In an interview, Khan insisted “the playboy image was very much exaggerated, [but] I never said I was a saint ­either.”

Saint or not, Khan had a spiritual effect on Backer, a ­German then living in the United Kingdom. In 1995, the year Khan proposed to Goldsmith, Backer turned her back on pop music and converted to Islam, after being introduced to the faith by Khan during a visit to Pakistan.

Goldsmith would take the same path, fulfilling her husband’s earlier promise that “I shall marry a Muslim girl. Race, class or country is immaterial.”

They divorced in 2004 after nine years of marriage. With two children – Suleiman, born in 1996, and Qasim, in 1999 – they reportedly remain on good terms.

In January this year, Khan, then 62, married 42-year-old Reham, a divorced mother of three, in a ceremony at his Islamabad home. Just 10 months later, it was over, with Pakistan’s Dawn newspaper quoting an unnamed source as suggesting the two were “just not getting along”.

“She wanted to get involved with politics, and that is not what Khan wanted at all. She just did not want to sit at home,” the source said.

Khan has admitted he had no interest in politics during the 1970s and much of the 80s. “I had been so single-mindedly and obsessively involved in international cricket that I had no time to think about much else,” he wrote in his book Pakistan: A Personal History.

Yet politics seeped into his cricket. He began to notice that amid “the steady erosion of the country’s political and social fabric” under President Zia, who declared martial law in 1977 and ruled until his death in 1988, “the Pakistani people drew solace from its success in cricket”.

For teams such as Pakistan, ­India and the West Indies, “a battle to right colonial wrongs and assert our equality was played out on the cricket field every time we took on England”.

Focused on his career, it nevertheless “pained me to watch the steady decline of my ­country”. Spending summers playing cricket in England, he saw in the UK that “the institutions were stronger than the individual”, while in Pakistan “powerful individuals abused the state structure for their own ends”.

The seeds of a political awakening were being sowed, and after his retirement from cricket in 1992, they would flower, alongside a reaffirmation of his commitment to Islamic values.

Philanthropy came first. In the 1990s, inspired by his mother’s death from cancer in 1985, he founded Pakistan’s first cancer hospital, which treats the majority of its patients free of charge. Education has also been one of his key objectives, and in 2008, he opened Namal College in ­Mianwali.

In 1996, he founded his own political party, Pakistan Tehreek-e-Insaf (also know as Pakistan Movement for Justice, or PTI) and jumped into the maelstrom that is Pakistani politics. He was, he said, determined “to take on the political elite that has for more than six decades stymied this great country”.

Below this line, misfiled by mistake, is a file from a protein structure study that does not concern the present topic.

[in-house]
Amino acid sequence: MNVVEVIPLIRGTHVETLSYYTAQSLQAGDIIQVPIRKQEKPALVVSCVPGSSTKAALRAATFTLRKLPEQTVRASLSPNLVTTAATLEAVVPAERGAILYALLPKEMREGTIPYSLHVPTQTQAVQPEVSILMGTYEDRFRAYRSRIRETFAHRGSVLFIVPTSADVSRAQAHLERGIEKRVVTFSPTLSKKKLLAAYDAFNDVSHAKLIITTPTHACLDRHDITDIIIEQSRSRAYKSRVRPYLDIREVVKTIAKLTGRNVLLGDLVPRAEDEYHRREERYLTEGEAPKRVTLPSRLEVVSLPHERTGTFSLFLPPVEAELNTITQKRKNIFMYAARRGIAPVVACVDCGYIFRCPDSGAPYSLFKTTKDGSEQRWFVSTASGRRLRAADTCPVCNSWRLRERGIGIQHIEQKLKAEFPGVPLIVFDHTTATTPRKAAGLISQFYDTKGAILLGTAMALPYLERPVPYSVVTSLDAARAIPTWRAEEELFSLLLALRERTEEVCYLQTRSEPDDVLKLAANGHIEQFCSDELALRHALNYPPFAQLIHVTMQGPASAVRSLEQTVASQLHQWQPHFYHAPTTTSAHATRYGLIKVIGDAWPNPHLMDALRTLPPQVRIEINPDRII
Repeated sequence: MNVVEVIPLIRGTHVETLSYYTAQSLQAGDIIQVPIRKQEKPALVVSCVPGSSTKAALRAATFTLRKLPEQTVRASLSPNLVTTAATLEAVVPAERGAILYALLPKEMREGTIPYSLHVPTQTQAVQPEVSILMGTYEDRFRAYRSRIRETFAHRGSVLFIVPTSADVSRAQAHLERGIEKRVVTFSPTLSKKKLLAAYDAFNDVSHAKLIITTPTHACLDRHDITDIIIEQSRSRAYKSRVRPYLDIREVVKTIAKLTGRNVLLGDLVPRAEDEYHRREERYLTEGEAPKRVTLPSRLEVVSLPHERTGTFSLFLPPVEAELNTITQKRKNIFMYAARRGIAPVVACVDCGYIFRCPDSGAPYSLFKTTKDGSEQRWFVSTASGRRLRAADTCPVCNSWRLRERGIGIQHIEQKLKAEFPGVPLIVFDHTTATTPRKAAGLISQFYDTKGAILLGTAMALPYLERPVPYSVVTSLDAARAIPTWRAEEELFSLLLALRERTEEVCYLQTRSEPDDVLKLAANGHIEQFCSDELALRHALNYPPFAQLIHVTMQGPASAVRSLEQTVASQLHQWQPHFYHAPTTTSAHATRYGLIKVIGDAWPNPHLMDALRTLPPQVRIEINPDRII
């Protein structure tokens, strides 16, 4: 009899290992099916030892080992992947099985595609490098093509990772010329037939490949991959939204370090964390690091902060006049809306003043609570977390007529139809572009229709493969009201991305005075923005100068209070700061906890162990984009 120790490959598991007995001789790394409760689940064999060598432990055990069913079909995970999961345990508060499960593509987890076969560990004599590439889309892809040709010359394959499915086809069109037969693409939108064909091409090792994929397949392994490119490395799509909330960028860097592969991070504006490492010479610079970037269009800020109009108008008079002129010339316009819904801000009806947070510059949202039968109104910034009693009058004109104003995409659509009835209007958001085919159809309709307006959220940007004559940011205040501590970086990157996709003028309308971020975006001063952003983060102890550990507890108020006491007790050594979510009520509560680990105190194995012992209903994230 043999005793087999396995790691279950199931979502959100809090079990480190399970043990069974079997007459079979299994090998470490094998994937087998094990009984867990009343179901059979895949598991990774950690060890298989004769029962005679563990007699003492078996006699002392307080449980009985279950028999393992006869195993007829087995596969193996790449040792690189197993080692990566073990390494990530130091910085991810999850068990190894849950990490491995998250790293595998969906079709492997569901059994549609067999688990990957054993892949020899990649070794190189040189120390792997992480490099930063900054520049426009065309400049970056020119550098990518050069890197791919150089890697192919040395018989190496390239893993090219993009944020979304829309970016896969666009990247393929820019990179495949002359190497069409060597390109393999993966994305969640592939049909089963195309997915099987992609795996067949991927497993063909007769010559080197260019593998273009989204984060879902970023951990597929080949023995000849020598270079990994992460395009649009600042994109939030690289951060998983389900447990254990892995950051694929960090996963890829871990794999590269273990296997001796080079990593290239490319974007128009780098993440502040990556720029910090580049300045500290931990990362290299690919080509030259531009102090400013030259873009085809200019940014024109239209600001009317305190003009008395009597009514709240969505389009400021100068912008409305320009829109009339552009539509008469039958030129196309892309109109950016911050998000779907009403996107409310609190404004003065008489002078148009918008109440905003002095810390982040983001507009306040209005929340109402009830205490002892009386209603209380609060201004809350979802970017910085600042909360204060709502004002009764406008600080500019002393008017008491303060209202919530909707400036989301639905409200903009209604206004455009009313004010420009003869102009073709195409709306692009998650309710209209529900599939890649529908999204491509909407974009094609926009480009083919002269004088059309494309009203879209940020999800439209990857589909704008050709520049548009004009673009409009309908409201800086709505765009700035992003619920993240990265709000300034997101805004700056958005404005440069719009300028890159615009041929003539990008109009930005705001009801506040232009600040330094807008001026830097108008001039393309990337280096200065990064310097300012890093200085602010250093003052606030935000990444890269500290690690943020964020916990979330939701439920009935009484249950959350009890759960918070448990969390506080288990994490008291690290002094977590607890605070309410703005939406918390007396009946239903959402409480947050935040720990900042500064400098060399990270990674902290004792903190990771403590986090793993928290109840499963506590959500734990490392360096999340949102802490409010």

From its leader’s single seat in the National Assembly in 2002, by 2013, the PTI had improved its support to secure more than 7.5 million votes – 16.9 per cent of the total – making it an influential opposition party, with 35 of the 272 seats in the assembly.

“After over a decade of trying to gain a foothold in Pakistani ­politics,” reported The Nation, Khan had “finally elbowed his way into the big league, casting himself as a populist anti-­corruption crusader.”

It isn’t just feudalism that Khan has in his sights. In November 2012, two days after an American drone strike killed five people in the Khyber Pakhtunkhwa province that his party governs, he led a protest against the attacks on Pakistani soil. He’s contemptuous of the ­Pakistani government’s role as a self-serving “puppet” of the ­United States, embroiling its country in America’s “insane and immoral war”. Instead of violence, he urges dialogue and a “truth and reconciliation” process with all militant groups.

Khan is as committed now to saving his country through politics as he once was through cricket. Politics, he once told a ­British newspaper, was a duty for ­Pakistanis. “I think people like us who have been given so much by our country have a responsibility … to fight for a change.”

In the murky world of the region’s geopolitics, such talk demands courage far greater than that required to face even the fury of the world’s fastest bowlers.

Yet thanks to his faith, “I have no fear of death,” Khan said in 2008. “When I came into politics, I always thought there was a possibility I would be killed,” he said, but spirituality “does two things for you. One, you are forced to become more selfless; two, you trust to providence.”